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50 Cards in this Set

  • Front
  • Back
rhythmic/oscillatory movement around a joint
resting tremor
1) parkinson's dz
2) rigidity
3) impairment of volitional move.
essential tremor
postural tremor
intentional tremor
1) brain stem/cerebellar lesion
2) alcohol/drug toxicities
involuntary muscle jerks, unpredictable
1) hereditary
2) volitional activity impairement
slow, writhing abnoramal move.
postural abnormality - asso. with sustained, abnormal move.
sudden, abnormal "coordinated" move.
choronic, multiple tics?
Gilles de la Tourrette's syndrome
symptoms of Parkinson's dz
1) tremor
2) bradykinesia
3) rigidity
4) characteristic gait/ postural abnormality
characteristics of parkinson's
1) choronic
2) progressive
3) begins in middle/late life
4) affects all ethnic group
5) equal gender distribution
frequency population over 65 yrs
1 per 100 persons
neuronal loss in parkinson's
loss of "substantia nigra pars compacta cells" cause reduced "nigral-striatal dopamine input" to the putamen
D-1 mediated direct pathway
loss of an striatal excitatory dopamine input
D-2 mediated, indirect pathway
loss of an striatal inhibitory dopamine input
cause of parkinson's?
possible causes of parkinson's?
1) environmental toxin
2) endogenous toxins
clinical manifestations of parkinson's
1) tremor
2) rigidity
3) bradykinesia - akinesia (severe)
4) flat affect
5) blepharoclonus
6) blepharospasm
7) drooling
8) voice: hypophonic, poorly modulted
9) small, tremulous handwriting
10) festinating gait
11) tapping over the glabella
12) depression
13) impaired cognitive function (dementia in advanced cases)
1) does not cross BBB
2) ineffective if administered peripherally
1) crosses the BBB
2) metabolic precursor dopamine
3) enters neuronal cells and is decarboxylated to dopamine
D1 receptor
1) anedyl cyclase stimulation
2) increase cAMP levels
3) located in substantia nigra zona compacta
D2 receptor
1) adenyl cyclase inhibition
2) decreases cAMP levels
3) postsynaptic localization on striatal neurons
Levodopa (Dopar)is given with?
carbidopa (Lodosyn) = dopa decarboxylase inhibitor
Levodopa is given with Carbidopa to decrease?
peripheral decarboxylation of levodopa
L-dopa is most effective in diminishing?
bradykinesia (improves all parkinson's dz symptoms)
SE of levodopa
1) GI prob.
dyskinesias include
1) chorea
2) ballismus
3) athetosis
4) dystonia
5) myoclonus
6) tics
7) tremor
other medications for parkinson's
1) Selegiline (Deprenyl)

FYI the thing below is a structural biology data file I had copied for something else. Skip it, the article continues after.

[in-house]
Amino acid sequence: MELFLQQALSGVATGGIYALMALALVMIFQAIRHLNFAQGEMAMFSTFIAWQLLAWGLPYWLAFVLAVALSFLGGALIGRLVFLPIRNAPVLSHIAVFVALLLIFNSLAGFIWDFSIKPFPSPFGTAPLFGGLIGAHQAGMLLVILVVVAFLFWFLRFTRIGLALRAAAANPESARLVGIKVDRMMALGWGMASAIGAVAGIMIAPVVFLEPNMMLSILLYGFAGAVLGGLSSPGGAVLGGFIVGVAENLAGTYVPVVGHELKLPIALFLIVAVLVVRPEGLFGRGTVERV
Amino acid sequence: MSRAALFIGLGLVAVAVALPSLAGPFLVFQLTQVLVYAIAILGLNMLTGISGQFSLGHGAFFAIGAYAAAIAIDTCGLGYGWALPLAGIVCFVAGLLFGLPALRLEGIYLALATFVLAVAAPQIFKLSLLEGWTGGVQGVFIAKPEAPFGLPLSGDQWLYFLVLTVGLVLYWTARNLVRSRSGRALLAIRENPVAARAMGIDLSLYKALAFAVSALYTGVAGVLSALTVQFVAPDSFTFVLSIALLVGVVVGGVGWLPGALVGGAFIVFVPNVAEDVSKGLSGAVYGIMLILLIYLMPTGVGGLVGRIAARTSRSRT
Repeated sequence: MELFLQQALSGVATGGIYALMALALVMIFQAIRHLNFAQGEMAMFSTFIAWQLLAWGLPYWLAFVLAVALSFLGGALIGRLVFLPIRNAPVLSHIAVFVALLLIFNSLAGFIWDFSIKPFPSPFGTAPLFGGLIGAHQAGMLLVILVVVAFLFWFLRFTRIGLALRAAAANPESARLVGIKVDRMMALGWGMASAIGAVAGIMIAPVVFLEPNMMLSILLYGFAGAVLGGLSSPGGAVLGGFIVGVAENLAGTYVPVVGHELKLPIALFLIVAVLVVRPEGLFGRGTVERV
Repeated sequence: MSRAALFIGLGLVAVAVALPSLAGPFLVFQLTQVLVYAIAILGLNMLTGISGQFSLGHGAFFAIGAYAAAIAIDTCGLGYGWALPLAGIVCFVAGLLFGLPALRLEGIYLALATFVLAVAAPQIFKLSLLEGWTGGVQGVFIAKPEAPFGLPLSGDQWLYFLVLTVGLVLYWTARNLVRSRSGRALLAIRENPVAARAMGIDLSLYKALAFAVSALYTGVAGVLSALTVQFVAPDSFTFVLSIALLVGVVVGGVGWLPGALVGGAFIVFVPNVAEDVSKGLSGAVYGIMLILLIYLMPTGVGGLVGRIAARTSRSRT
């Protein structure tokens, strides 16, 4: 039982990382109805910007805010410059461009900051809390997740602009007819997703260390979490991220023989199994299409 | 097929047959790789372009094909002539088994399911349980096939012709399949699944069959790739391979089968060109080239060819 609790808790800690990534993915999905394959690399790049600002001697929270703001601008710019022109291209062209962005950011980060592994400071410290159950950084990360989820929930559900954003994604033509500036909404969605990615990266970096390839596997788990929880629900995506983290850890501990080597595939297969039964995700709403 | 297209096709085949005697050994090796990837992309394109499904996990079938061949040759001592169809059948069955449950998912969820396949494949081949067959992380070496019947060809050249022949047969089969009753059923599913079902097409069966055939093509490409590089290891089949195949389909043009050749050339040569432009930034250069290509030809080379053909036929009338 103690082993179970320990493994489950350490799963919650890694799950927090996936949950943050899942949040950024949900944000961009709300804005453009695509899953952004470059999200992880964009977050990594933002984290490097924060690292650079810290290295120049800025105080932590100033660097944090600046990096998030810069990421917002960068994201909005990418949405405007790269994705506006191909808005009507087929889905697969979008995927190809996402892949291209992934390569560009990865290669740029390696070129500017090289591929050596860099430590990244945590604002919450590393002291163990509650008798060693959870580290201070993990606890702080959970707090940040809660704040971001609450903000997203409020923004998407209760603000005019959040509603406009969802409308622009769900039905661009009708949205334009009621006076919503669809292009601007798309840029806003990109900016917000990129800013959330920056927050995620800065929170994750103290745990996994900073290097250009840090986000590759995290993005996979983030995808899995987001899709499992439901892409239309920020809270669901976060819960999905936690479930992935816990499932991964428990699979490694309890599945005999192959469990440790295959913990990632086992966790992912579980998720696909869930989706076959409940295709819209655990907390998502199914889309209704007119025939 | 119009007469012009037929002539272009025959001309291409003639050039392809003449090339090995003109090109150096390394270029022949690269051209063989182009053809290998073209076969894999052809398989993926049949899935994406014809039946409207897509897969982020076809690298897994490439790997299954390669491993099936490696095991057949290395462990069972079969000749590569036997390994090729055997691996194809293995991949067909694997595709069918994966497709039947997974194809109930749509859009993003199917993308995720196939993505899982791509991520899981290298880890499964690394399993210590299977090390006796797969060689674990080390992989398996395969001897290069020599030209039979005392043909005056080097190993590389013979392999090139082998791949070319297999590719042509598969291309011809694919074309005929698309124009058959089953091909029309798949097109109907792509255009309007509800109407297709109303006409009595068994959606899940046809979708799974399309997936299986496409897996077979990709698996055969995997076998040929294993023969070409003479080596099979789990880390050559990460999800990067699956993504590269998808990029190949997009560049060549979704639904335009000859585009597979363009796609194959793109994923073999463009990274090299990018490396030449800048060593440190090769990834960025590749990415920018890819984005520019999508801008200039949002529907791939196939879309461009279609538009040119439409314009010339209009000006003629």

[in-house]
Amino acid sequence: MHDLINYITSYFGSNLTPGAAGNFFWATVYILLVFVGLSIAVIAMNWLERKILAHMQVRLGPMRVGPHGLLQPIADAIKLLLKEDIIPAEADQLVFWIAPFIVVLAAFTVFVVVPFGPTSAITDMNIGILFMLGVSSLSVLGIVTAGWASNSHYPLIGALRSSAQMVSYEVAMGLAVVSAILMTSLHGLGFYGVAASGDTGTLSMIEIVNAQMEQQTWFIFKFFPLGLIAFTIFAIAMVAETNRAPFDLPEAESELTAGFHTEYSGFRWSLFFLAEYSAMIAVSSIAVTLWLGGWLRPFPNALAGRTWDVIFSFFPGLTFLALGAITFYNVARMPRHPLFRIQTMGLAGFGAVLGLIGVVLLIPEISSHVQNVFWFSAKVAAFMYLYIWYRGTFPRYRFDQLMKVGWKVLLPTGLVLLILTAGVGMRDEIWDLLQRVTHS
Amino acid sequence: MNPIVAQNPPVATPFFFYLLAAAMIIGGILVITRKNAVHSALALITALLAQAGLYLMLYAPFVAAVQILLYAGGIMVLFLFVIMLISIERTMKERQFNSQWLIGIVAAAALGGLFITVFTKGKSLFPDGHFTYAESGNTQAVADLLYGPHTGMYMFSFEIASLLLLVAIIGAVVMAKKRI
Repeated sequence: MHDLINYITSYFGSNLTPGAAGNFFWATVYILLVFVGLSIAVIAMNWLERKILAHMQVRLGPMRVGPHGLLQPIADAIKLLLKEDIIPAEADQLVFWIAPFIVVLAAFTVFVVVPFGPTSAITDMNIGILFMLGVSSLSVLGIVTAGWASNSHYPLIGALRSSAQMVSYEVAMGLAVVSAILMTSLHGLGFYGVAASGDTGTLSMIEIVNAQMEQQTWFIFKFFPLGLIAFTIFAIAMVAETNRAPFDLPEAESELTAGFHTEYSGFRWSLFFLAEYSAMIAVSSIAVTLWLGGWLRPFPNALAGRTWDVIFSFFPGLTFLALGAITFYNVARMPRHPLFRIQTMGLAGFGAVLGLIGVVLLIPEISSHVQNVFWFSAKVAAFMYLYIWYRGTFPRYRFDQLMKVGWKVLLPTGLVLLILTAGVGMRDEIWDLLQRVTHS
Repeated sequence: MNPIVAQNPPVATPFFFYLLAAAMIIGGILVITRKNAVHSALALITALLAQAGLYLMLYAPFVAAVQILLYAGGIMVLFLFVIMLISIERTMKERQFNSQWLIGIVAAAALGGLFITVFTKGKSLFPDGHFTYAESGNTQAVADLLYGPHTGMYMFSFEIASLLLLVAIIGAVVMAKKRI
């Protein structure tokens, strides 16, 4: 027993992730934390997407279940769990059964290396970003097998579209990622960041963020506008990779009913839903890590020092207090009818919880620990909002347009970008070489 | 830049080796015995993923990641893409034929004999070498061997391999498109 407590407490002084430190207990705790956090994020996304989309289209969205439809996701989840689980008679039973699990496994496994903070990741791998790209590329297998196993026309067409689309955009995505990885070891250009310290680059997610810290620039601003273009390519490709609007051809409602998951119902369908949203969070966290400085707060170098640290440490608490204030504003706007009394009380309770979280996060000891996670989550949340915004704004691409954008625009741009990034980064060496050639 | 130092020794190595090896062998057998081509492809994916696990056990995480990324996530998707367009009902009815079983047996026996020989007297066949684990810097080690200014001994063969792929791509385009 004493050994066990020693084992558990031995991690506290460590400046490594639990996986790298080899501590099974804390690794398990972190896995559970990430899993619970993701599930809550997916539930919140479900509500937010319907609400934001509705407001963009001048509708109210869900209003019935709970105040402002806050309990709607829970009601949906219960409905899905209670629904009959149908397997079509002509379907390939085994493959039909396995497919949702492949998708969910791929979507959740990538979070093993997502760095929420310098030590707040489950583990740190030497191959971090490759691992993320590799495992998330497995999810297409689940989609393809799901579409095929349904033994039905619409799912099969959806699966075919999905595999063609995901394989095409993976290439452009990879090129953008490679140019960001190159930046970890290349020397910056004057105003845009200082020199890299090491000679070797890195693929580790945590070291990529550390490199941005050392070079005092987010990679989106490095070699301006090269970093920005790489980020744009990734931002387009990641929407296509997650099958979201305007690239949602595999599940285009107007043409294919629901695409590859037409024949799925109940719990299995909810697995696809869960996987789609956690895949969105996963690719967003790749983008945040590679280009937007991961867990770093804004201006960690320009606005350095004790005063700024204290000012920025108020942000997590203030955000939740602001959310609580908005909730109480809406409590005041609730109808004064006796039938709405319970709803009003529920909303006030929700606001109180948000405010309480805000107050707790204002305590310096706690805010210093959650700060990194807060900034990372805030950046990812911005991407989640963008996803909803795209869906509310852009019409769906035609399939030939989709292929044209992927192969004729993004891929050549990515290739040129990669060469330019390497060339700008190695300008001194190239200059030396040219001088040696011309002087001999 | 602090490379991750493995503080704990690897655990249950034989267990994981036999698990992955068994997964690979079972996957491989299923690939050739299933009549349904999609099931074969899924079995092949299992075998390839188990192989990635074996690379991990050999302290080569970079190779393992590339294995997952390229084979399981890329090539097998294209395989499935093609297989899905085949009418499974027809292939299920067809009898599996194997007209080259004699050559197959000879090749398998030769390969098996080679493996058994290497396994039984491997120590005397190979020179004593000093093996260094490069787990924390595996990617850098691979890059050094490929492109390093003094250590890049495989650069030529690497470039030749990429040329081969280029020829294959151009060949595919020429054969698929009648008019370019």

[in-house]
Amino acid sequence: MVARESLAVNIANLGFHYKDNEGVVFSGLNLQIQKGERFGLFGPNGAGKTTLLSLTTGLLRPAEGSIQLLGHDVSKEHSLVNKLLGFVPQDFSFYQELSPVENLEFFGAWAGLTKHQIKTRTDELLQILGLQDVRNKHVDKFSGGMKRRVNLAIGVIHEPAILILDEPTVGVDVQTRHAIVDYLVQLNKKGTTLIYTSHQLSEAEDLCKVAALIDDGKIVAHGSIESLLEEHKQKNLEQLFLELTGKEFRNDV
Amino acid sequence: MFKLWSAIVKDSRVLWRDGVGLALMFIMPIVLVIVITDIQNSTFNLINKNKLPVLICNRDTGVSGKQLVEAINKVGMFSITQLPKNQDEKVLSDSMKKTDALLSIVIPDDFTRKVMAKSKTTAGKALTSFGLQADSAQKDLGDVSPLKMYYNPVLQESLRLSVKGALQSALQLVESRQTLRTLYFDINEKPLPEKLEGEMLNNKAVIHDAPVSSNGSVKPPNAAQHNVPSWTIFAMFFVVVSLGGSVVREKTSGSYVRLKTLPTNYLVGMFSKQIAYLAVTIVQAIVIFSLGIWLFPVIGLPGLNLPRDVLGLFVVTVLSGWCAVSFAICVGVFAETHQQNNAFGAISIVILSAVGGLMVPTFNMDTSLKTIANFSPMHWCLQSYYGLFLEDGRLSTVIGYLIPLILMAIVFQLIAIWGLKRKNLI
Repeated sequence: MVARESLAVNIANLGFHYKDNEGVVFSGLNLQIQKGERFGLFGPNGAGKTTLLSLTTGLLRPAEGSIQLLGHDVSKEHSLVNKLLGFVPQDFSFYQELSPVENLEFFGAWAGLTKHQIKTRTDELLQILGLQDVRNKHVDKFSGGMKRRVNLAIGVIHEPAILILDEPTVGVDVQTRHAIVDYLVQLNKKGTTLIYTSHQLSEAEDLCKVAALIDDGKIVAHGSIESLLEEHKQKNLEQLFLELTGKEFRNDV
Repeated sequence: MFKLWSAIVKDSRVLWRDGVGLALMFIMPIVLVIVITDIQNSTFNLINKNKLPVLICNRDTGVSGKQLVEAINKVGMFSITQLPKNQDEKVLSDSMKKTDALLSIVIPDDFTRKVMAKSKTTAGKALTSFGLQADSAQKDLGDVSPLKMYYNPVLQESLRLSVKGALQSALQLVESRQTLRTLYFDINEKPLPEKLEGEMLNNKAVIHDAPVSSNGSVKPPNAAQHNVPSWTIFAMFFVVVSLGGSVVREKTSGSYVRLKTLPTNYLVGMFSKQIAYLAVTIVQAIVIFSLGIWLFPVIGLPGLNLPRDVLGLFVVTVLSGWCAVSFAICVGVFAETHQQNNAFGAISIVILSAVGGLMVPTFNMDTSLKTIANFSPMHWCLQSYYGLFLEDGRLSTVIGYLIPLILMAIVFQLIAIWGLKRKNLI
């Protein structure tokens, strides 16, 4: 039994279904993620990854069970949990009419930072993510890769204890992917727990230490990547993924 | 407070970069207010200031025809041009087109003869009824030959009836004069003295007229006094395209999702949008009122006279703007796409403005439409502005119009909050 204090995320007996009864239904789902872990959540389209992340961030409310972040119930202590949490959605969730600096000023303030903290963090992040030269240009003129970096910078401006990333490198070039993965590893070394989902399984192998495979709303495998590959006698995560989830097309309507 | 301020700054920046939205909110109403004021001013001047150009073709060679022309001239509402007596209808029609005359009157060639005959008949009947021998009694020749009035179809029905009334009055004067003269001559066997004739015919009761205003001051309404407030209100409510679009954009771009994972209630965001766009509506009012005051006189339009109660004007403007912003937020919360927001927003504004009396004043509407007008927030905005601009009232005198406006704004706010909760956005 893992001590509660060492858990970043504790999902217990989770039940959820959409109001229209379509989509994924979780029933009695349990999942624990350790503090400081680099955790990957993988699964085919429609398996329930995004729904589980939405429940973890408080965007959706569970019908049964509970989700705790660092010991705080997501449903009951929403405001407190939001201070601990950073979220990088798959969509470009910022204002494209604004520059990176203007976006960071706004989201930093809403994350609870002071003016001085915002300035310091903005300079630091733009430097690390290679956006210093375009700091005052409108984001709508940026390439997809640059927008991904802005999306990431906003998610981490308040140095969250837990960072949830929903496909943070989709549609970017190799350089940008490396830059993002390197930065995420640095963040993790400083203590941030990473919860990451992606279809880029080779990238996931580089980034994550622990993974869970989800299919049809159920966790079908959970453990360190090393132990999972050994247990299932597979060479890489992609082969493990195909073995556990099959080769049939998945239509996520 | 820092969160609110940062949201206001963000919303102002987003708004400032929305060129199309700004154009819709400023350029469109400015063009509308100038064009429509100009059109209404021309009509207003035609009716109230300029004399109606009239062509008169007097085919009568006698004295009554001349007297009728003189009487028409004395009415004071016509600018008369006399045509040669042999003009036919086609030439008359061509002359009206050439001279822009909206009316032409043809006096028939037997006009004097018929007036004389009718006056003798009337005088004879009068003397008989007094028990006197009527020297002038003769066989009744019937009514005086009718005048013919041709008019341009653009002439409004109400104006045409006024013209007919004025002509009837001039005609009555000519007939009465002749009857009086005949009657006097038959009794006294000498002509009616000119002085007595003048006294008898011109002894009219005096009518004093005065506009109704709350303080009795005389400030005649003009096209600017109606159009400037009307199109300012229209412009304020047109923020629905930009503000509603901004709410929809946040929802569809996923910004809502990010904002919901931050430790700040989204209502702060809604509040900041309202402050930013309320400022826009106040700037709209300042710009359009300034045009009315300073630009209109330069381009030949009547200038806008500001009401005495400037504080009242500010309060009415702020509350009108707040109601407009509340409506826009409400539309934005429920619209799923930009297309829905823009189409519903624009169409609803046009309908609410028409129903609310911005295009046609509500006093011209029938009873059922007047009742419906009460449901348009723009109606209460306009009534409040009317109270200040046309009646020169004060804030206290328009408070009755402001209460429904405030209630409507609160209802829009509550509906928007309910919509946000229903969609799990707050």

2) Amantadine (Symmetrel)
3) Anticholinergics
Selegiline (Deprenyl)
1) selective monoamine oxidase B inhibitor
2) prolongs L-dopa effect
Amantadine (Symmetrel)
1) antiviral drug
2) may influence dopamine release, reuptake, synthesis
1) improve rigidity, tremor
2) not used as much now
1) Bentropine (Cogentin)
2) Biperiden (Akineton)
3) Orphenadrine (Norflex)
4) Procyclidine (Kemadrin)
5) Trihexyphenidyl (Artane)
physiologic postural tremor (normal) is increased by?
1) thyrotoxicosis
2) isoproterenolol (Isuprel)
3) Epinephrine
4) anxiety
5) fatigue
drug-induced normal physiologic tremor?
1) bronchodilators
2) tricyclic antidepressants
3) lithium
4) possible beta2 receptor mediation
essential tremor
1) postural tremor
2) possible beta 1 receptor mediation
medications for essential tremor
1) beta blockers
2) Primidone (Mysoline) = anticonvulsants
3) Alprazolam (Xanax)
intentional tremor
1) caused by toxic rx to alcohol and other drugs (phenytoin)
Huntington's disease
1) dominant
2) inherited
3) progressive chorea in dementia
4) adult onset
dopamine/Ach/GABA basal ganglia imbalance (too much dopamine?)
anti-dopaminergic agents to reduce chorea
1) Reserpine
2) Phenothiazines
3) Butyrophenones (Haloperidol)
cause of chorea
1) thyrotoxicosis
2) hypoCa
3) lupus erythematosus
4) hepatic cirrhosis
5) polycythemia vera rubra
drug-induced chorea
1) L-dopa
2) antimuscarinics
3) lithium
4) phenytoin
5) oral contraceptives
6) amphetamine
tx for ballismus
dopamine-blocking agents
1) Perphenazine
2) Haloperidol
tx for athetosis and dystonia
1) not usually satisfactory
2) Diazepam
3) high-dose antimuscarinic agents
4) L-dopa
5) Baclofen
6) Phenothiazines
7) Amantadine
tx for tics, Tourette's syndrome
phenothiazines cause
acute dyskinesia/dystonia
Tardive dyskinesia
1) consequence of long-term antipsychotic drug tx
newer antipsychotic agents that do not appear to cause tardive dyskinesia
1) Olanzapine
2) Risperidone
Wilson's disease
1) recessive, inherited copper metabolism error
2) reduced serum copper/ceruloplasmin
3) > copper concentration in brain and viscera
tx for Wilson's disease
1) Penicillamine (Dimethylcysteine) = copper chelating agent
2) Trientine (Syprine) = chelating
3) Zinc accetate = > copper excretion
4) zinc sulfate = < copper absorption